That said, when I think a post has serious enough issues to warrant a downvote, I will usually leave a comment to inform the author of those issues, if I think it will be productive to do so.

But here are some situations where I may decide that comments would be unproductive, and would instead "silently downvote" without commenting:

  • The post is completely unsalvageable, bearing no resemblance to quality on-topic content.

  • The post does not appear to have been posted as a good-faith question or answer. The poster doesn't seem to really be interested in receiving or sharing on-topic information, but rather is just trolling, complaining, bragging, or seeking attention.

  • The post is actually seeking information, but shows such a lack of effort that I doubt the poster is interested in spending time to improve it. For instance, a copy-pasted homework assignment.

  • Another user has already left a comment about the same issues that I would have pointed out. In that case I would usually upvote that comment instead of leaving my own.

  • The poster has a history of making posts that are problematic in the same way as this one, has previously been informed about the issue (by me or someone else), and is evidently choosing not to change their practices. In that case I see no point in providing advice that the user has already heard and rejected.

  • The poster shows signs that they would not receive my feedback constructively, but would instead become argumentative, hostile, or abusive. This could be indicated by their language in the present posts, comments they have left, edit history, or their previous activity on the network.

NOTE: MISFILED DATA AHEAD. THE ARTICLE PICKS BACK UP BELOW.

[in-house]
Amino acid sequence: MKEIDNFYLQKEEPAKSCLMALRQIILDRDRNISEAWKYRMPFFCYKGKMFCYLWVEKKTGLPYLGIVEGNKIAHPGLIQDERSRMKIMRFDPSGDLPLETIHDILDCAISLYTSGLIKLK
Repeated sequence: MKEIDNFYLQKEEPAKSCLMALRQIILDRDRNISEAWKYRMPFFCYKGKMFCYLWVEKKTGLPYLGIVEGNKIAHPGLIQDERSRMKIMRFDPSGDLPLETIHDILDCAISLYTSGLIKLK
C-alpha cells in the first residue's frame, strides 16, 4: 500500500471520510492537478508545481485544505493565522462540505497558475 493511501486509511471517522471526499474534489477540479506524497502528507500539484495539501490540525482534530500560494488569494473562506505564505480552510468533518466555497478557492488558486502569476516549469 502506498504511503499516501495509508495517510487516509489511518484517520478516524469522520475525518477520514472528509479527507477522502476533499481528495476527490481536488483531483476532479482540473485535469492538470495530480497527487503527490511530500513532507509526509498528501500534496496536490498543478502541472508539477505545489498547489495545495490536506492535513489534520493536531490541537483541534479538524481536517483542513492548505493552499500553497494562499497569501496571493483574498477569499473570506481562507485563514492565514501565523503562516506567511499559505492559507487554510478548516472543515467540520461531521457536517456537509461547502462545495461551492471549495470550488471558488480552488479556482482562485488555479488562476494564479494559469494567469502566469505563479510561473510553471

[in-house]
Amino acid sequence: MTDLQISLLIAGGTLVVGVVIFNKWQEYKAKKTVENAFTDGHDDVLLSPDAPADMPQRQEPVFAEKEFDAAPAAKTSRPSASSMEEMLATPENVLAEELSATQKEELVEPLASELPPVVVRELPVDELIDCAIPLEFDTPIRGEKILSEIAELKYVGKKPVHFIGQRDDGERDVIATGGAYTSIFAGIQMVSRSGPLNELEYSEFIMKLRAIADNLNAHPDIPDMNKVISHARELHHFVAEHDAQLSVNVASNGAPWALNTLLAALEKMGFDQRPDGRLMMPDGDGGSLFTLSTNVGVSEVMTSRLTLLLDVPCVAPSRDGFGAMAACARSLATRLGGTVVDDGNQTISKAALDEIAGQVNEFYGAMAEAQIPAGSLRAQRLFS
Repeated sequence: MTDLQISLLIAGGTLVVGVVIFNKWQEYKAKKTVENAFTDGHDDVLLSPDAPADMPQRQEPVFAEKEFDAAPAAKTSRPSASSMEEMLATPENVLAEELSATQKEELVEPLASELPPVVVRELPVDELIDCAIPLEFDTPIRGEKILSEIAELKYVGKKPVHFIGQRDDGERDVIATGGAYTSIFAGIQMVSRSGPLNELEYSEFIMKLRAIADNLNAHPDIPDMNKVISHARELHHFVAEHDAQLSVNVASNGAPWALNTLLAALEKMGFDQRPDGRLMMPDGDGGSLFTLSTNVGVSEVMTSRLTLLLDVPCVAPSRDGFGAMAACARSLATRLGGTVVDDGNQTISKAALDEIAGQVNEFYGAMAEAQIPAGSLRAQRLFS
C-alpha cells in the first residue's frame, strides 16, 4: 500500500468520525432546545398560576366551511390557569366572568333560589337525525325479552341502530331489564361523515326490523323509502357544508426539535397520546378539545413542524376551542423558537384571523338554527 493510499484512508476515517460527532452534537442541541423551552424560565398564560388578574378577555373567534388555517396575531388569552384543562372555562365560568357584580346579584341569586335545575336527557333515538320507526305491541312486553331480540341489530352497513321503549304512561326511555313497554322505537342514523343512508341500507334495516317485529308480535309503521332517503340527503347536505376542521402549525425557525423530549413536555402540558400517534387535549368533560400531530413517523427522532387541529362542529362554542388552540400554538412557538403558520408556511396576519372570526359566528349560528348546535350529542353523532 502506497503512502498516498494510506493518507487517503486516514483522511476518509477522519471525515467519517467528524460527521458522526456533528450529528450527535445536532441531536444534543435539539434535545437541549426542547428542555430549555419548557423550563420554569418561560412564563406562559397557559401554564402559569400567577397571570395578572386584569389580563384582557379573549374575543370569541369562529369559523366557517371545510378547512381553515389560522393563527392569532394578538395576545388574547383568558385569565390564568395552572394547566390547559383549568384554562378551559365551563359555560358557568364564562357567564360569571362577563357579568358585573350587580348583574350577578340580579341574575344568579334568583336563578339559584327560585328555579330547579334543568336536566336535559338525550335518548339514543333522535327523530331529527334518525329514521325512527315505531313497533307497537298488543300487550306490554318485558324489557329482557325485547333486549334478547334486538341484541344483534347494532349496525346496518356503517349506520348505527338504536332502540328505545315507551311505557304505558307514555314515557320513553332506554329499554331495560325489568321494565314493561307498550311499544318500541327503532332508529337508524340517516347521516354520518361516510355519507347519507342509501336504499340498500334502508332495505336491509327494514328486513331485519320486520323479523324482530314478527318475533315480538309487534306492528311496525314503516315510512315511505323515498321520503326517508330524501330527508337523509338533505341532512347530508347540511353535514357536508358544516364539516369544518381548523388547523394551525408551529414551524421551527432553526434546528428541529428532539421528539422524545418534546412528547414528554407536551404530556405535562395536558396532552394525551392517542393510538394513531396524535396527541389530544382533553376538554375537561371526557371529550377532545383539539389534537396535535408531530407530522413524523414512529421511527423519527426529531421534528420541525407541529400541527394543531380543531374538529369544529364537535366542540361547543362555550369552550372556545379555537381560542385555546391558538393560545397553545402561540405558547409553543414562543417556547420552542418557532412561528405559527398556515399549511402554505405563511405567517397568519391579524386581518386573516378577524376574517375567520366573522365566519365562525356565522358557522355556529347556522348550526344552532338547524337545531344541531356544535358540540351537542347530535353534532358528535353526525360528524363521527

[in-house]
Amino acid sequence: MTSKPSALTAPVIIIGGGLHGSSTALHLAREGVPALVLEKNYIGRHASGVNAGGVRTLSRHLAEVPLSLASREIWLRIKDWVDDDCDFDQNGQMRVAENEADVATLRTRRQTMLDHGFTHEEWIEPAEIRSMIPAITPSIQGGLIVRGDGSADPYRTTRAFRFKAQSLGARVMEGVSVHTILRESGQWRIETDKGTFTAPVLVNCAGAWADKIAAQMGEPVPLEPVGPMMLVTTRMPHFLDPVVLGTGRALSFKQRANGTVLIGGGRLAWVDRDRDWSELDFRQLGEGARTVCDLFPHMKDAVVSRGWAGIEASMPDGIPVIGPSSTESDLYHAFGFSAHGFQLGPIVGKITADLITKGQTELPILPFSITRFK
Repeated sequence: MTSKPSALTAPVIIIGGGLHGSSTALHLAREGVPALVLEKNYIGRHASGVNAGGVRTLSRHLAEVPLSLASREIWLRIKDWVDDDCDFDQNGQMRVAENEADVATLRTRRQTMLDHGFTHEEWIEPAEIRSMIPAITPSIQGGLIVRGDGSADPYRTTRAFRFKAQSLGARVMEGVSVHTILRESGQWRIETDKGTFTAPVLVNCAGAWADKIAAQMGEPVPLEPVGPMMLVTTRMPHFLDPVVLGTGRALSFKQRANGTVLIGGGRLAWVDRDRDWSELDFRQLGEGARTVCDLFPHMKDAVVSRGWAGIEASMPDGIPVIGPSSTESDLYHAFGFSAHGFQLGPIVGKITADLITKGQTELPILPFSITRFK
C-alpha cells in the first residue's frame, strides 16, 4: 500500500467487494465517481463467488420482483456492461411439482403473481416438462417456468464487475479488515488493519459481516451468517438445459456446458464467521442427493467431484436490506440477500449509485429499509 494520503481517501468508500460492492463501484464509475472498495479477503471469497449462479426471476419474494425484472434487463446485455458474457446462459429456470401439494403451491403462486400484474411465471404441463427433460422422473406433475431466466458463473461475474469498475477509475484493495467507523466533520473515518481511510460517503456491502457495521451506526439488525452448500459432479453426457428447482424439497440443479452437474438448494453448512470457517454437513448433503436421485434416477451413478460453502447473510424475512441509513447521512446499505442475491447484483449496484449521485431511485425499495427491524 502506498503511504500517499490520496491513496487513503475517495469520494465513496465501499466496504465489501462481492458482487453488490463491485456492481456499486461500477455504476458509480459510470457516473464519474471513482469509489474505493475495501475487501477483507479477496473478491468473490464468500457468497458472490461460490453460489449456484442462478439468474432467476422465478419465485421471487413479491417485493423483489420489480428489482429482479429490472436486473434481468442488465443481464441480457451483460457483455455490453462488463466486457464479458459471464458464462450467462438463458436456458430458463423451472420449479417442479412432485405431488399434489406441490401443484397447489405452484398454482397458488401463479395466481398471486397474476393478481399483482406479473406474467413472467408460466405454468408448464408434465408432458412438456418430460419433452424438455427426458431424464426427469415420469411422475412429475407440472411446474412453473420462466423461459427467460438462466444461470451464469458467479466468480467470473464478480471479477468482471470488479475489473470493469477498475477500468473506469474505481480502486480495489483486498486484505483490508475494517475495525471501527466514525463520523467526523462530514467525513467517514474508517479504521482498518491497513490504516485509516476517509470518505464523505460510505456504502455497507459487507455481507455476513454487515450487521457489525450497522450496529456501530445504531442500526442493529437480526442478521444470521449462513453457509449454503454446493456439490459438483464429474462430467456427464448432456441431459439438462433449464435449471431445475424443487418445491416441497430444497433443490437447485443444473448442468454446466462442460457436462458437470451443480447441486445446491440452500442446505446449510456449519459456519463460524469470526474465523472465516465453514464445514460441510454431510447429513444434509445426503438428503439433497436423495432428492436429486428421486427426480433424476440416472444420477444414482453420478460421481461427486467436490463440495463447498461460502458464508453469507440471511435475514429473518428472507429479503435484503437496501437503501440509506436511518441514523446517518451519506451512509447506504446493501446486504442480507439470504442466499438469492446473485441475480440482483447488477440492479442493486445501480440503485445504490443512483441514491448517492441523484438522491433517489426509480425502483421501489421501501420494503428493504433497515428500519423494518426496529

To the last point, a few years ago, I left a comment on a post on another SE site, pointing out some technical errors. The post contained some warning signs but I decided to go ahead and assume good faith. The user apparently did not appreciate the correction, and responded over the following days with a stream of several hundred obscene messages targeted at me personally, posted to multiple SE sites (using Tor or some similar countermeasure to circumvent IP bans), as well as to my personal and work email addresses and my personal blog. I found it more tedious to clean up than traumatic, but even so, since then I tend to be more judicious in choosing who to interact with, and I wouldn't fault anyone else who felt similarly.

You must log in to answer this question.

Not the answer you're looking for? Browse other questions tagged .